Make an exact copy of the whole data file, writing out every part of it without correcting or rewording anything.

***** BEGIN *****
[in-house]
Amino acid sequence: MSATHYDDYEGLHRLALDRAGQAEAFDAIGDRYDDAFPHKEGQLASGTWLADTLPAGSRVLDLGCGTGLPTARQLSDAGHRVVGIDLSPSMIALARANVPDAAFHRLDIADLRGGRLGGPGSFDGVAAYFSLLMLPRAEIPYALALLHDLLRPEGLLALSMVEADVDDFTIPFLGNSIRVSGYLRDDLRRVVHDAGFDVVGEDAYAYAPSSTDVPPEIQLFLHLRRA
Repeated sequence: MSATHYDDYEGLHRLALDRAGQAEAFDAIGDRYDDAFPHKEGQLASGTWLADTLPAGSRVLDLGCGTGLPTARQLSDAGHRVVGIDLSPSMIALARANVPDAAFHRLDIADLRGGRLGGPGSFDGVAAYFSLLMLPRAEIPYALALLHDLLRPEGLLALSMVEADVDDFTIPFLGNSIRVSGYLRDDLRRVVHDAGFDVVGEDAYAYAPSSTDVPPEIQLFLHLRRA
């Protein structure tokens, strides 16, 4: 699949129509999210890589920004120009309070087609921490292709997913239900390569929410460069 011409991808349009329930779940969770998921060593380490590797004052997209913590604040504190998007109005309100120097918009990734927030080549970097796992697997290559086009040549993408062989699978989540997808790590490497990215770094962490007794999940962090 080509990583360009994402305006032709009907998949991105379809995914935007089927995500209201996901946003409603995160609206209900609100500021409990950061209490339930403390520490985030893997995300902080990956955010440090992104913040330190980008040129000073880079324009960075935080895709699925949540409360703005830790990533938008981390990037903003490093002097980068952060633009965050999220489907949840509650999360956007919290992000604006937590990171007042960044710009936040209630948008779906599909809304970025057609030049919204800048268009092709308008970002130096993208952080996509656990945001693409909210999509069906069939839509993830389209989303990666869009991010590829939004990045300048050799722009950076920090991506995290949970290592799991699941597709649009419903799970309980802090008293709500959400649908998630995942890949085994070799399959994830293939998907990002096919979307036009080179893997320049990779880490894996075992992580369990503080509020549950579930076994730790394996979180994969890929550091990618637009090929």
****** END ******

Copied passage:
[in-house]
Amino acid sequence: MSATHYDDYEGLHRLALDRAGQAEAFDAIGDRYDDAFPHKEGQLASGTWLADTLPAGSRVLDLGCGTGLPTARQLSDAGHRVVGIDLSPSMIALARANVPDAAFHRLDIADLRGGRLGGPGSFDGVAAYFSLLMLPRAEIPYALALLHDLLRPEGLLALSMVEADVDDFTIPFLGNSIRVSGYLRDDLRRVVHDAGFDVVGEDAYAYAPSSTDVPPEIQLFLHLRRA
Repeated sequence: MSATHYDDYEGLHRLALDRAGQAEAFDAIGDRYDDAFPHKEGQLASGTWLADTLPAGSRVLDLGCGTGLPTARQLSDAGHRVVGIDLSPSMIALARANVPDAAFHRLDIADLRGGRLGGPGSFDGVAAYFSLLMLPRAEIPYALALLHDLLRPEGLLALSMVEADVDDFTIPFLGNSIRVSGYLRDDLRRVVHDAGFDVVGEDAYAYAPSSTDVPPEIQLFLHLRRA
């Protein structure tokens, strides 16, 4: 699949129509999210890589920004120009309070087609921490292709997913239900390569929410460069 011409991808349009329930779940969770998921060593380490590797004052997209913590604040504190998007109005309100120097918009990734927030080549970097796992697997290559086009040549993408062989699978989540997808790590490497990215770094962490007794999940962090 080509990583360009994402305006032709009907998949991105379809995914935007089927995500209201996901946003409603995160609206209900609100500021409990950061209490339930403390520490985030893997995300902080990956955010440090992104913040330190980008040129000073880079324009960075935080895709699925949540409360703005830790990533938008981390990037903003490093002097980068952060633009965050999220489907949840509650999360956007919290992000604006937590990171007042960044710009936040209630948008779906599909809304970025057609030049919204800048268009092709308008970002130096993208952080996509656990945001693409909210999509069906069939839509993830389209989303990666869009991010590829939004990045300048050799722009950076920090991506995290949970290592799991699941597709649009419903799970309980802090008293709500959400649908998630995942890949085994070799399959994830293939998907990002096919979307036009080179893997320049990779880490894996075992992580369990503080509020549950579930076994730790394996979180994969890929550091990618637009090929």